Winter is the perfect time to explore the natural stone shelters where native Arkansans once lived
“Rather than just reporting relatively meaningless statements, ABC could have done voters a favor by reporting just how the Republicans planned to help the economy. Some of their plans were quite extreme, such as Mike Huckabee's proposal to ‘replace the Internal Revenue Code with a consumption tax,' …”
We're reminded that the media devote an extravagant amount of time and space to presidential politics and almost none of the coverage deals with real issues. Mike Huckabee has withdrawn from the presidential race, but lusts after the vice presidential nomination — as much as Baptist preachers stoop to lusting — so it would not be irrelevant even now for journalists to remark on his plan for abolishing the federal income tax and replacing it with a 30 percent national sales tax. (Thirty percent to begin with, that is. Economists say the rate would have to go even higher for the sales tax to produce as much revenue as the income tax.) Pundits could note, quite correctly, that Huckabee's scheme would put more money in the pockets of the very rich while taking money from their economic inferiors: taxation based on inability to pay.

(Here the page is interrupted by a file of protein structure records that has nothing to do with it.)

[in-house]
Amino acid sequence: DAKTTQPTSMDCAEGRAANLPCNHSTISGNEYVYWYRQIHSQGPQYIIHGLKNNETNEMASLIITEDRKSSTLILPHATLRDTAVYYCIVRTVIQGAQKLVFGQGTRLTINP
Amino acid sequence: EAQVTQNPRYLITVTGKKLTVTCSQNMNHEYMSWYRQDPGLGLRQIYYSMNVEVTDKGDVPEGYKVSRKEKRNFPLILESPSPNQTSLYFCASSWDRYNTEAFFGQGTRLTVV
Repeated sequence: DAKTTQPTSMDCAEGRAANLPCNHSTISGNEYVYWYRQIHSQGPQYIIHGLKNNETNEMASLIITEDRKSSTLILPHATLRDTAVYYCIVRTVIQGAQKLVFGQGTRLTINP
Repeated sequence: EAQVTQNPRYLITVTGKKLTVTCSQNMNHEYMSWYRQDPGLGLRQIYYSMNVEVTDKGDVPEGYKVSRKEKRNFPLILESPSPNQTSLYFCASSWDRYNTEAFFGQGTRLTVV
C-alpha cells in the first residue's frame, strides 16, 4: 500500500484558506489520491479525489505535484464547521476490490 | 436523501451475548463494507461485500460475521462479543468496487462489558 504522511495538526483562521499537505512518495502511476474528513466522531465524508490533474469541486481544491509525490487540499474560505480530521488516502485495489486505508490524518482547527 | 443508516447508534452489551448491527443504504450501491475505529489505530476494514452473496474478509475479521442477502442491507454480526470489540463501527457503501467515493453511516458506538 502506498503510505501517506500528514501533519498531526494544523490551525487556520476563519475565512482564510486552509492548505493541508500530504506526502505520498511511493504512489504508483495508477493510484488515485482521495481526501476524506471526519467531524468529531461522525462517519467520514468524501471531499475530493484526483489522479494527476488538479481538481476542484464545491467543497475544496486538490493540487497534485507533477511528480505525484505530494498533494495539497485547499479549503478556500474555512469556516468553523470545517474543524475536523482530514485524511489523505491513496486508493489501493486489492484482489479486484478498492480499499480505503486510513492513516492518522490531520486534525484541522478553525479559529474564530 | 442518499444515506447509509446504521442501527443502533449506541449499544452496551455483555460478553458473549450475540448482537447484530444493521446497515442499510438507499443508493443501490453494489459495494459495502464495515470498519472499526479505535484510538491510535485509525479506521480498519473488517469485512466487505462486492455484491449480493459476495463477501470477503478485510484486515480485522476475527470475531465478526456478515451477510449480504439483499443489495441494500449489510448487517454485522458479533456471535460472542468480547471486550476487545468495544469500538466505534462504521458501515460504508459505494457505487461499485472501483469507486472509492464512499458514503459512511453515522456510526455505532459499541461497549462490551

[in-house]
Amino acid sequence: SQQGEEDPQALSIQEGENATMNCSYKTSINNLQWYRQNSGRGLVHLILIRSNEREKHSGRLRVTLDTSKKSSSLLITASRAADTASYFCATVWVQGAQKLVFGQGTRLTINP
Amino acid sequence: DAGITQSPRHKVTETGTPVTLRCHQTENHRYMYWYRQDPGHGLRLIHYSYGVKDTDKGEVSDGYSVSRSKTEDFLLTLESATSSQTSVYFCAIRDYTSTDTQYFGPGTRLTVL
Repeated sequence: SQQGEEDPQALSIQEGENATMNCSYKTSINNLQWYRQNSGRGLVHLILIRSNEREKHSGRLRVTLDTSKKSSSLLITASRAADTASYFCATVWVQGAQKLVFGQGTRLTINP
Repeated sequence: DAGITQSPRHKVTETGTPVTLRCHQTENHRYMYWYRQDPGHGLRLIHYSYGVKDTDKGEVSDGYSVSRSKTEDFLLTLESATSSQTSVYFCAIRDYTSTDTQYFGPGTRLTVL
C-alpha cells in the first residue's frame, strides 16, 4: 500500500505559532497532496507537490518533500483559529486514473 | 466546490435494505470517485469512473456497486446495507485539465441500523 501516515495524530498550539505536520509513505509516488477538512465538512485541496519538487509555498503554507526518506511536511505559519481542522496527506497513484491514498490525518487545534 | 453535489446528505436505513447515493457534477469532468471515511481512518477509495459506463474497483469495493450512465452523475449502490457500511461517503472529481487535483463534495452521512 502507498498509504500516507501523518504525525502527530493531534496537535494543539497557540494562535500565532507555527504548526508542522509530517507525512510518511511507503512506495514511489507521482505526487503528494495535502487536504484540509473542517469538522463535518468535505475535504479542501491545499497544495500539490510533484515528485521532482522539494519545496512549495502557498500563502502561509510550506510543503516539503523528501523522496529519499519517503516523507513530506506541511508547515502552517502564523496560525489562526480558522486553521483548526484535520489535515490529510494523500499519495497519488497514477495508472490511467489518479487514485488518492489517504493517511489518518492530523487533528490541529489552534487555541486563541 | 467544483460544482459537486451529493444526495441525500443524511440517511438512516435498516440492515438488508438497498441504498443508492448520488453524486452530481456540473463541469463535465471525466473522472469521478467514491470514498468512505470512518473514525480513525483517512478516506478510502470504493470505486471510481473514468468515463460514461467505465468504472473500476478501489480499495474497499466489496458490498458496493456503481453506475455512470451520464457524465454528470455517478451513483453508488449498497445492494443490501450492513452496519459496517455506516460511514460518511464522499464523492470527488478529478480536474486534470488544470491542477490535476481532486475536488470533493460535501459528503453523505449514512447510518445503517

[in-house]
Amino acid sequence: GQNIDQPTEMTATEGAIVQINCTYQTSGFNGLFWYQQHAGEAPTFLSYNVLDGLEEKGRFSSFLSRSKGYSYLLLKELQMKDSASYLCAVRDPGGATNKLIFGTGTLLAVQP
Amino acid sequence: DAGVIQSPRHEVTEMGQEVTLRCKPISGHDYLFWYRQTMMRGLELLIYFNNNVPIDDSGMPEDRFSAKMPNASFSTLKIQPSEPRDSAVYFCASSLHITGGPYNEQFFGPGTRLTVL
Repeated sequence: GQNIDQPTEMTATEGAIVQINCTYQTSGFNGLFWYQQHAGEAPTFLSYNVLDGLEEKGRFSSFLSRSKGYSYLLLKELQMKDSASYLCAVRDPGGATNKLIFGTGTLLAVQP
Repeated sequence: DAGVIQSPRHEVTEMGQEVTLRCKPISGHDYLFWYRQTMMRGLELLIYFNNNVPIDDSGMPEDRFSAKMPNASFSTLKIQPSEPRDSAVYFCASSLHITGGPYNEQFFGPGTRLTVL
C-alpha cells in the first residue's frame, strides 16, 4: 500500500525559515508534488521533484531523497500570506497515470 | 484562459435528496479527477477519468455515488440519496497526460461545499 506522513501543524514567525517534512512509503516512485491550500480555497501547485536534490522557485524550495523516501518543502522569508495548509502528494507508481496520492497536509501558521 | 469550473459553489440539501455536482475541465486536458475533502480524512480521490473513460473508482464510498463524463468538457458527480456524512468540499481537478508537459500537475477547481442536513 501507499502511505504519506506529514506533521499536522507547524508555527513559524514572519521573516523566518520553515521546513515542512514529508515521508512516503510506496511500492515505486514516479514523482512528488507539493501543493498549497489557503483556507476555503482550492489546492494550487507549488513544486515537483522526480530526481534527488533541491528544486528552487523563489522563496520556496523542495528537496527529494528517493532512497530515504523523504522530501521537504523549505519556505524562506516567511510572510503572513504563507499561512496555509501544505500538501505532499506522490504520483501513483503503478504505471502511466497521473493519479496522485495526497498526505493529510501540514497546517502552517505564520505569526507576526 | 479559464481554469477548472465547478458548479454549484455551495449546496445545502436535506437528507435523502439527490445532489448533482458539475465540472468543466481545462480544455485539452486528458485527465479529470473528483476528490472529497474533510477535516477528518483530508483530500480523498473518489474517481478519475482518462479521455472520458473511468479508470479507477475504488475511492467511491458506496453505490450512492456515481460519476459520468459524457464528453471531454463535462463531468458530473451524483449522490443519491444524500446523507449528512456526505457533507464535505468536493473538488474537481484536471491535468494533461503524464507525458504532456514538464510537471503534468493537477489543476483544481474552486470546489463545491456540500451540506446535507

But the media will not tell us more about Huckabee's sales tax, even if he gets on the ticket. They will continue to advise us that he plays bass, and is popular with the Religious Right.
Little more has been said of John McCain's goals — that he wants to “privatize” Social Security, that he opposes substantive health-care reform, all in the service of special interests. You'll certainly not catch the mainstream media revealing that McCain is a mostly-orthodox right-wing Republican, hewing carefully to partisan and ideological lines.
For the last several weeks, coverage of the presidential race has consisted almost entirely of “Hillary Should Get Out,” and “Why Won't Hillary Get Out?” and “Let's Pinch Hillary Until She Gets Out.” It's a heck of a way to elect a president, or run a free press.
Is this a joke?
Billy Tauzin speaking at the University of Arkansas Clinton School of Public Service? Nothing could be more inappropriate. Tauzin is the epitome of private service, having feathered his own nest handsomely at the expense of the American people. He's the former congressman who steered through federal legislation protecting the drug companies from competition that would have lowered drug prices, and then took a jillion-dollar job as the official spokesman for Big Drugs. The University of Arkansas should apologize for giving this creep a forum, and seek a better class of speaker for the Clinton students. Kenneth Lay is dead, but Jack Abramoff is still around.